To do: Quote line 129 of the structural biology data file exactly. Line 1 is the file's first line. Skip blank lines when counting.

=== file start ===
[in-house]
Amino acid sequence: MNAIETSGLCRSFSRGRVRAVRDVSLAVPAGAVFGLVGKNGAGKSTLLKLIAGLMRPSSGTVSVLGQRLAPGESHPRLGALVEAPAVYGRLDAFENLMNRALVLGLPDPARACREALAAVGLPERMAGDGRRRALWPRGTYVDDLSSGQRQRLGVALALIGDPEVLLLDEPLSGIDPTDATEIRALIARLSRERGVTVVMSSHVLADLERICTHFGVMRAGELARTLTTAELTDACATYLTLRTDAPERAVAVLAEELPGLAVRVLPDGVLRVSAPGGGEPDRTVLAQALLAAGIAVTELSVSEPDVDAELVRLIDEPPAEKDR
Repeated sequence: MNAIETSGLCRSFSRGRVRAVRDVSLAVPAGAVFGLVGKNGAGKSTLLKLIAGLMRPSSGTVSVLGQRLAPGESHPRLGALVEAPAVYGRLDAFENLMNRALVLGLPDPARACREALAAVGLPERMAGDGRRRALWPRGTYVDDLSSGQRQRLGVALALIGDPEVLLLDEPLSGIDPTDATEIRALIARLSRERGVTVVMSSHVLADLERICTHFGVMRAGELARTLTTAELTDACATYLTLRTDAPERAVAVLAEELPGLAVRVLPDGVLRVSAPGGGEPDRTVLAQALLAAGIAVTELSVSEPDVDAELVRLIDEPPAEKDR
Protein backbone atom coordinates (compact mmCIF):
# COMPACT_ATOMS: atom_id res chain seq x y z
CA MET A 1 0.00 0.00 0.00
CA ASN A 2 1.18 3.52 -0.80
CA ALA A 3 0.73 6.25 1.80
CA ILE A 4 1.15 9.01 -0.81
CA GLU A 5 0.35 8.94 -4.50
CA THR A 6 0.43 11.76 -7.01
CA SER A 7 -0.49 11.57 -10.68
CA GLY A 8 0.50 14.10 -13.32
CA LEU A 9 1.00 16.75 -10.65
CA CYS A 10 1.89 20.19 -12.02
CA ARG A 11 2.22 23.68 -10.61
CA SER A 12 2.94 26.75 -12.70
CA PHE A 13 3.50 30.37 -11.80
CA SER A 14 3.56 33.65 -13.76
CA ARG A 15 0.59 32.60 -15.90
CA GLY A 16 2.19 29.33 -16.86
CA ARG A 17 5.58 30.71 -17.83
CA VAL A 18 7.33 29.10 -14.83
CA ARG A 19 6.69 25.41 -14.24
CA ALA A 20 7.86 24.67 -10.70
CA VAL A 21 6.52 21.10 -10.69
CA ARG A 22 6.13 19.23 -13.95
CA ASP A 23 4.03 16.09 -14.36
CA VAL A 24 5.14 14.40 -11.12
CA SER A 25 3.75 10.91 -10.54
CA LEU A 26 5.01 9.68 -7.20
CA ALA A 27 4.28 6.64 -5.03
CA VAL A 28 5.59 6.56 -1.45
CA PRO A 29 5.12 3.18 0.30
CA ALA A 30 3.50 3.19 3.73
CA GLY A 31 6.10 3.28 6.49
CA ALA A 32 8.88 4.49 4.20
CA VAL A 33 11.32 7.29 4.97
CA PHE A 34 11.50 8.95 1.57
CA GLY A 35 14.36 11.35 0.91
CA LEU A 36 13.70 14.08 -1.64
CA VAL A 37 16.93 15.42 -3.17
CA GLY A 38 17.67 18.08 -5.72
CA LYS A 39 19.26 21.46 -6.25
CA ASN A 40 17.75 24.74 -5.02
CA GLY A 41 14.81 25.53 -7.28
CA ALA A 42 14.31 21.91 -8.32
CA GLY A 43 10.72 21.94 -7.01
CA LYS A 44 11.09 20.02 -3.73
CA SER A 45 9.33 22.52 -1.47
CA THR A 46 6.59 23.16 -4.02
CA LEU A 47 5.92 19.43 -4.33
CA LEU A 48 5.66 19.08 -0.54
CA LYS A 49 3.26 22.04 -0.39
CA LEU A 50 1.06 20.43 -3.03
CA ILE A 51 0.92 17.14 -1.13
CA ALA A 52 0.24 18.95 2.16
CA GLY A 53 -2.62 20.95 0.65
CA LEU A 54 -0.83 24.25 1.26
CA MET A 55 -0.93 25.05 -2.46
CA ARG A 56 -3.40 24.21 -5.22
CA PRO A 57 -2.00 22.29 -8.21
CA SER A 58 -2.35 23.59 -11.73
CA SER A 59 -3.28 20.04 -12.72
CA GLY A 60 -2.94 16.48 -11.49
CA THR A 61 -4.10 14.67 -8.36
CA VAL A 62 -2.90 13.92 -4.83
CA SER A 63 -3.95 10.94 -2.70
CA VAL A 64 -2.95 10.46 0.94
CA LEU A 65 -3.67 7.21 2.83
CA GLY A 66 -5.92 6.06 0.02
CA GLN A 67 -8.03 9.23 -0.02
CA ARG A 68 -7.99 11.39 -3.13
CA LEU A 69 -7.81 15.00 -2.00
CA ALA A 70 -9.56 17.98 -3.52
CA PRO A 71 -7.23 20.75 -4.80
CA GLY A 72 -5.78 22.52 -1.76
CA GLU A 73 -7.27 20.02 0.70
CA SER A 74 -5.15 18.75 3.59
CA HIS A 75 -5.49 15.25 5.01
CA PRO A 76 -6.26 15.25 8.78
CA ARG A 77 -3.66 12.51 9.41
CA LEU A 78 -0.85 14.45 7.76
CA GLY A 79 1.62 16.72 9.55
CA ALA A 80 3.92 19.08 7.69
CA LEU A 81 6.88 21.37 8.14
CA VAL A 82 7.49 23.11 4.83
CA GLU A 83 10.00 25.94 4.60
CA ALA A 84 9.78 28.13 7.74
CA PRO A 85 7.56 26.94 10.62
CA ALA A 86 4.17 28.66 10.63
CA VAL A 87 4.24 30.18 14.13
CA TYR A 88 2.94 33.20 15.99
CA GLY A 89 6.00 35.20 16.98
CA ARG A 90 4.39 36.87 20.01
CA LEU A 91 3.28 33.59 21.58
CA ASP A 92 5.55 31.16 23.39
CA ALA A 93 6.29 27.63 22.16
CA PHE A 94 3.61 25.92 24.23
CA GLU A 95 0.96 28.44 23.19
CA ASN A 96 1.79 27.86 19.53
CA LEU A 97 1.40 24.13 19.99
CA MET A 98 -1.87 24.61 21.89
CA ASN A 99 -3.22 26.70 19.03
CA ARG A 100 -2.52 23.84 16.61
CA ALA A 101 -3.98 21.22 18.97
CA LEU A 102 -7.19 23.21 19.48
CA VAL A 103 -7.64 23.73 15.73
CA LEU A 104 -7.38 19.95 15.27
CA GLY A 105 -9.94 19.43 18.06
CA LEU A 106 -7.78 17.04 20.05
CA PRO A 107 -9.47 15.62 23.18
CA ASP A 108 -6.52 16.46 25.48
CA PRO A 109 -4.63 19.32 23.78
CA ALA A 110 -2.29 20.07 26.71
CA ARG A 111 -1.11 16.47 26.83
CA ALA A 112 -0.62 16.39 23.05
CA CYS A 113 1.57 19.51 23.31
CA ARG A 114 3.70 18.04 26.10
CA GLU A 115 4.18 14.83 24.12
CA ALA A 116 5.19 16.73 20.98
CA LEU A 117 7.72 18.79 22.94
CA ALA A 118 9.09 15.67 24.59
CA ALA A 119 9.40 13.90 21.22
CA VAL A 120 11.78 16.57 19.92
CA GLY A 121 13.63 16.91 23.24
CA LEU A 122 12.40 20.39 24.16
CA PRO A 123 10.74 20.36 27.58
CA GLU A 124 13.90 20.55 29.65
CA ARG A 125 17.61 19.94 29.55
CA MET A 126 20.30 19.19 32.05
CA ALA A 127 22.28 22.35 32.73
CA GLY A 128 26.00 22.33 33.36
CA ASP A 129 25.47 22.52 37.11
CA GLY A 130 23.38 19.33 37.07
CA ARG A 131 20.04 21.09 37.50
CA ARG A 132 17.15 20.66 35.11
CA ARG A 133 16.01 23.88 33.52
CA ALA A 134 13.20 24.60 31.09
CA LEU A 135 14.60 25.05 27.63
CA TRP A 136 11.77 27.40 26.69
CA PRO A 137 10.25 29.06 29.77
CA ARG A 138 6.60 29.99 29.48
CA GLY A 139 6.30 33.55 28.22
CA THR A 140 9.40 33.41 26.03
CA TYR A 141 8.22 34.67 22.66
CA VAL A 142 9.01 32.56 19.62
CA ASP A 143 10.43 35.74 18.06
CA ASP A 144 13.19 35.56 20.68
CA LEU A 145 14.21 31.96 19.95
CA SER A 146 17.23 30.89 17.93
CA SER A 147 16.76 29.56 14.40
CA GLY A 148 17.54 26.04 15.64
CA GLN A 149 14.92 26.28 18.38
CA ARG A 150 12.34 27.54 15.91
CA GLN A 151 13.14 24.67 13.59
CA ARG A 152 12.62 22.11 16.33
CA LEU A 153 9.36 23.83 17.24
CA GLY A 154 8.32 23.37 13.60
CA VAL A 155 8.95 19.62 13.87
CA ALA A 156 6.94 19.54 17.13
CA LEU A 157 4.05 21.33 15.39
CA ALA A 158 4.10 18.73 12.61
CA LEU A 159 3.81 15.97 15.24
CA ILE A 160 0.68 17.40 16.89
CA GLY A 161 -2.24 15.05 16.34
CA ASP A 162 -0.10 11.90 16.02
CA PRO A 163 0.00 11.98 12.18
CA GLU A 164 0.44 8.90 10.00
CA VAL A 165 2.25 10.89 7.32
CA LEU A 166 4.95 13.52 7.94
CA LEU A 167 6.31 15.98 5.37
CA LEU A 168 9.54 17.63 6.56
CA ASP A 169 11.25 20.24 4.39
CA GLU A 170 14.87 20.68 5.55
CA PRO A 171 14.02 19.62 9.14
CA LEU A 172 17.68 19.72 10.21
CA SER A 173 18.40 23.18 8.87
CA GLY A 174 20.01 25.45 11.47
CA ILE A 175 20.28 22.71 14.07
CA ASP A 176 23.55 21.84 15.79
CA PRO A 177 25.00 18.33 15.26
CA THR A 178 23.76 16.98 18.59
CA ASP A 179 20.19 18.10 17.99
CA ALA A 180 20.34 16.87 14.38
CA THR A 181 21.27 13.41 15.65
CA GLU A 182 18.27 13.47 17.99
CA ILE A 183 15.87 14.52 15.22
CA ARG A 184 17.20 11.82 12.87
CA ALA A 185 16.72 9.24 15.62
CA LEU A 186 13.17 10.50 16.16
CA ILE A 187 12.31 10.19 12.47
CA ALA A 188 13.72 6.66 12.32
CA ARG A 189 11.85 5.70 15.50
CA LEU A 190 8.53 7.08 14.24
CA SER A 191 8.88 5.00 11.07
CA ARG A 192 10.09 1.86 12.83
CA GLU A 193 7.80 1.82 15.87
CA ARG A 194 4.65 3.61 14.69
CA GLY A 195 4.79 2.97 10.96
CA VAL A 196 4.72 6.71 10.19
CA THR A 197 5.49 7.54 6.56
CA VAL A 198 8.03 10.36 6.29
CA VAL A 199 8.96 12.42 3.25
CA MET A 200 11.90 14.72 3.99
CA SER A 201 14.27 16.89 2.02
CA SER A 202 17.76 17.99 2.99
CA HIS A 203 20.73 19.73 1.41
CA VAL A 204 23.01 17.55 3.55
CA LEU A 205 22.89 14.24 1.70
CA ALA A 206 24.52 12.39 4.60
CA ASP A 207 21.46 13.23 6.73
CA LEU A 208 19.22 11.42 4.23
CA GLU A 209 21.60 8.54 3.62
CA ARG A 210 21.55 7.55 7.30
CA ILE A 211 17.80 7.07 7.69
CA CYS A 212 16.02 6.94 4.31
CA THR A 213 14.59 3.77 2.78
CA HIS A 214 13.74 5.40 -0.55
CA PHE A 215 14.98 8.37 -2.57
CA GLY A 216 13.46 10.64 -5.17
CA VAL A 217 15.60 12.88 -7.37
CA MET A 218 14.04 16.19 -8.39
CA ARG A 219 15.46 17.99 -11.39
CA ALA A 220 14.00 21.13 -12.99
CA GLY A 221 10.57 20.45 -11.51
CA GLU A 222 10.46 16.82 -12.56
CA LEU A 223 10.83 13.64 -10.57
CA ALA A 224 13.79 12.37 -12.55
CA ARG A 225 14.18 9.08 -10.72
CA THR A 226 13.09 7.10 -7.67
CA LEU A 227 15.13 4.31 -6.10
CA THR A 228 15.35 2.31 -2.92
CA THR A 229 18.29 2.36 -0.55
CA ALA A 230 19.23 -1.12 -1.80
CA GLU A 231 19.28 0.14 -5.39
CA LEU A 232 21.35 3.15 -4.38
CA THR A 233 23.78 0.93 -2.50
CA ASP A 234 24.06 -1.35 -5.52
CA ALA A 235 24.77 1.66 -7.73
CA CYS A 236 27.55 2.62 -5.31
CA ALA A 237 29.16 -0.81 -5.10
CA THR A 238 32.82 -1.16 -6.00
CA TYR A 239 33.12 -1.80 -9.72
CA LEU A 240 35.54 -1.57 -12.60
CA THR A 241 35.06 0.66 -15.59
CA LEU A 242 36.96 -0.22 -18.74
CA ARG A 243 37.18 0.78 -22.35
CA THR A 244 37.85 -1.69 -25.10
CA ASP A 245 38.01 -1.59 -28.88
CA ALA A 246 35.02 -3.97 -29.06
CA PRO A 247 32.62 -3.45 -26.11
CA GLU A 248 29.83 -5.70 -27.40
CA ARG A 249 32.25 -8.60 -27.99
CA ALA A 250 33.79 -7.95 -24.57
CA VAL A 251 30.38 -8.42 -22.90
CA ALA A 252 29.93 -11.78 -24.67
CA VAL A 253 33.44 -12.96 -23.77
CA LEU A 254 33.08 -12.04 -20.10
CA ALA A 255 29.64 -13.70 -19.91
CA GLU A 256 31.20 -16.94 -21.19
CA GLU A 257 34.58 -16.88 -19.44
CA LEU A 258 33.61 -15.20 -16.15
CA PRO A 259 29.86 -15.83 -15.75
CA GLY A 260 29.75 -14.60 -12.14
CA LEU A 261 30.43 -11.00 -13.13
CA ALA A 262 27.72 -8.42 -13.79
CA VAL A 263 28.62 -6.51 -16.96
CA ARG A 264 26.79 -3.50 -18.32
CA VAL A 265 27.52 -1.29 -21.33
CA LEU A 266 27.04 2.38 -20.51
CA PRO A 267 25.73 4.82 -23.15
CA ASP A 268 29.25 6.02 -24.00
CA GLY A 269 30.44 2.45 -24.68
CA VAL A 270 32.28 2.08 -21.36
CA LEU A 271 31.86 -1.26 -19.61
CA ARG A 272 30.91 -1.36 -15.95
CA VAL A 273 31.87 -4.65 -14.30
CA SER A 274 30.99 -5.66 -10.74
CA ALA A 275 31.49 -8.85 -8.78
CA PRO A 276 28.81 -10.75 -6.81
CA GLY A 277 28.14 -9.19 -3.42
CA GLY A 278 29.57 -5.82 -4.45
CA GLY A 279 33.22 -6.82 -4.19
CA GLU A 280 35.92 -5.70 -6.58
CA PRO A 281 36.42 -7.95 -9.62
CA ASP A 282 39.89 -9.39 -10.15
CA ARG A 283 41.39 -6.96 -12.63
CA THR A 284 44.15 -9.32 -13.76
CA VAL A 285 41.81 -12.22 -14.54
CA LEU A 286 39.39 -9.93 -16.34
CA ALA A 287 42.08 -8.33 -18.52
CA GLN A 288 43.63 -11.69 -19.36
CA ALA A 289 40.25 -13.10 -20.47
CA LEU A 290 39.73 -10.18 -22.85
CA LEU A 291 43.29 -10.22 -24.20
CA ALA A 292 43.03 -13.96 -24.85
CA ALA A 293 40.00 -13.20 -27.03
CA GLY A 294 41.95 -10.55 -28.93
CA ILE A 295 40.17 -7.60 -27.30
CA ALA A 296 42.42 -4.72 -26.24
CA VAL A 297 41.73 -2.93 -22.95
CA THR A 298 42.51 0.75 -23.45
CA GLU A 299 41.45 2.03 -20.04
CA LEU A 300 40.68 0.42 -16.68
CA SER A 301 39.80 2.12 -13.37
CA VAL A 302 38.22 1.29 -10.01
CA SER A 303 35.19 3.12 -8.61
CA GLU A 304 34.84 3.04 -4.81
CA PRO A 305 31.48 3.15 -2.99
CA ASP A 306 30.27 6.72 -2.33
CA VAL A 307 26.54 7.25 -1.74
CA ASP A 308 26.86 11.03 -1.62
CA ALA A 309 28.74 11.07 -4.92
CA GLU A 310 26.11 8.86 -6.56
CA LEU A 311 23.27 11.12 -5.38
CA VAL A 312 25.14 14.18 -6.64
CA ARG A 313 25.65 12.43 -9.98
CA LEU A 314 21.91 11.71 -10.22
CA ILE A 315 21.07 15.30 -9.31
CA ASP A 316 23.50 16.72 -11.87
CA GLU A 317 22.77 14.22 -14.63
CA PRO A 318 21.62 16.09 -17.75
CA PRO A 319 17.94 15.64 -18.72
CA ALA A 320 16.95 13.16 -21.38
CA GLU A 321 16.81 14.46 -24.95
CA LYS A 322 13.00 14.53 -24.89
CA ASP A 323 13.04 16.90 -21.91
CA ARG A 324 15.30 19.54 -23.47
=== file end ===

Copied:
CA GLU A 124 13.90 20.55 29.65